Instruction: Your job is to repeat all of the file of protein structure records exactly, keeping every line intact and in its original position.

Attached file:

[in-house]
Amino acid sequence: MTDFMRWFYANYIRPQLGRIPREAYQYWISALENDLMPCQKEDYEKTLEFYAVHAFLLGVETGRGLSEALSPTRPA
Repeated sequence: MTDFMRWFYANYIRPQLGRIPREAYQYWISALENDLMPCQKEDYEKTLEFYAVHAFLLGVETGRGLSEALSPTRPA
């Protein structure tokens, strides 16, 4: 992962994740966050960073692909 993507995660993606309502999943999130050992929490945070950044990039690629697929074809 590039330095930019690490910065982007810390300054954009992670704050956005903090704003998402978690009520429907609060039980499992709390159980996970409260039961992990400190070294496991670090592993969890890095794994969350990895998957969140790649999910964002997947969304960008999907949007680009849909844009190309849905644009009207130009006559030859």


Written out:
[in-house]
Amino acid sequence: MTDFMRWFYANYIRPQLGRIPREAYQYWISALENDLMPCQKEDYEKTLEFYAVHAFLLGVETGRGLSEALSPTRPA
Repeated sequence: MTDFMRWFYANYIRPQLGRIPREAYQYWISALENDLMPCQKEDYEKTLEFYAVHAFLLGVETGRGLSEALSPTRPA
């Protein structure tokens, strides 16, 4: 992962994740966050960073692909 993507995660993606309502999943999130050992929490945070950044990039690629697929074809 590039330095930019690490910065982007810390300054954009992670704050956005903090704003998402978690009520429907609060039980499992709390159980996970409260039961992990400190070294496991670090592993969890890095794994969350990895998957969140790649999910964002997947969304960008999907949007680009849909844009190309849905644009009207130009006559030859």